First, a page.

I should also mention that my goal isn't enlightenment, my goal is to have the best effect, to leave the best footprint with my life. Also, as I browse through the DW message boards, I am totally lost in a sea of esoteric terminology, so maybe some sort of breif overview on all the different traditions and stuff would be nice, because I'm not even sure what Mahayana and Theraveda mean, although I have heard the words used countless times.

That should be enough about me to give you something to work with. Don't hesitate ask me questions to gauge my interest!

Amithaba :bow:

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LastLegend
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Re: Question: Fundamentals of Buddhism

Post by LastLegend » Tue Sep 09, 2014 6:24 pm

You should study the concept of dependent origination.
NAMO AMITABHA
NAM MO A DI DA PHAT (VIETNAMESE)
NAMO AMITUOFO (CHINESE)

Bodhidharma [my translation]
―I come to the East to transmit this clear knowing mind without constructing any dharma―

lazy
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Re: Question: Fundamentals of Buddhism

Post by lazy » Tue Sep 09, 2014 8:40 pm

LastLegend wrote:You should study the concept of dependent origination.
Could you elaborate? I think I know what you're talking about but I'm really reading between the lines here.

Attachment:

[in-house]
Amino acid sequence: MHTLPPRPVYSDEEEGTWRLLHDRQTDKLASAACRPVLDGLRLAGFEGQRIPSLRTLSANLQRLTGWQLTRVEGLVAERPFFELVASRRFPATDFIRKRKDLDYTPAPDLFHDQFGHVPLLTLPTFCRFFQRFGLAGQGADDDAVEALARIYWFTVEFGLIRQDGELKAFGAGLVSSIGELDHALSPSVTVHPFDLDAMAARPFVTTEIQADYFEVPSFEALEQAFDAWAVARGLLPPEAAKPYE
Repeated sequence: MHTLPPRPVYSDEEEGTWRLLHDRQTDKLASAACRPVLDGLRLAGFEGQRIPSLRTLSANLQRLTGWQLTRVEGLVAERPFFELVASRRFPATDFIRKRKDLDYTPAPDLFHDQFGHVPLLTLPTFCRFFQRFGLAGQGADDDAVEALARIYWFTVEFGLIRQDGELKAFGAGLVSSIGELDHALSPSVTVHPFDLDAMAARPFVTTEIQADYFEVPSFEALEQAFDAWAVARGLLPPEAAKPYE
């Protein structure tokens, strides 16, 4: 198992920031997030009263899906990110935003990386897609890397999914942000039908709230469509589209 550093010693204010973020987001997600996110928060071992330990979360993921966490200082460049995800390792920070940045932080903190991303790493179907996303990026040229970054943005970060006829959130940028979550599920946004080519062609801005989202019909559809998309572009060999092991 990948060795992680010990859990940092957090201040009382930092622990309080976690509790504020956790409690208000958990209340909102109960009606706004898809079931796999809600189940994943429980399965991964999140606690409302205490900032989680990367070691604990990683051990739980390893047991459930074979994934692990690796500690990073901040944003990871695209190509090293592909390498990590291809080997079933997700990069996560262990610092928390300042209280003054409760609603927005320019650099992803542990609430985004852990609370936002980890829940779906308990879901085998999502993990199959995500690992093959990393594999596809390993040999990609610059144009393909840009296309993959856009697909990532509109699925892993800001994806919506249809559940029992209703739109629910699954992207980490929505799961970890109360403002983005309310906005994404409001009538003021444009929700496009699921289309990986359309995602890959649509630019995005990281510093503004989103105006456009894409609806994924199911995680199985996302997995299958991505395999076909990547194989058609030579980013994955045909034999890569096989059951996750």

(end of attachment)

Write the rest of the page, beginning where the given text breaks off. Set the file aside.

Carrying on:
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Mkoll
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Re: Question: Fundamentals of Buddhism

Post by Mkoll » Tue Sep 09, 2014 10:37 pm

lazy wrote:I can sit in full lotus comfortably for about 40 minutes, and for another 20 minutes in discomfort before quitting.
That's excellent. I'm jealous. :tongue:
lazy wrote:Also, as I browse through the DW message boards, I am totally lost in a sea of esoteric terminology, so maybe some sort of breif overview on all the different traditions and stuff would be nice, because I'm not even sure what Mahayana and Theraveda mean, although I have heard the words used countless times.
Dharma Wheel is focused on Mahayana/Vajrayana Buddhism and the sister site, Dhamma Wheel, is focused on Theravada Buddhism. I recommend checking out the resource thread on this site and this one on the sister site. You could also read one or more "introduction to Buddhism" type books. I'd highly suggest getting your information from multiple sources so you can get a more birds-eye view of Buddhism. Spend some time doing some research and you'll be able to answer most of your questions on your own.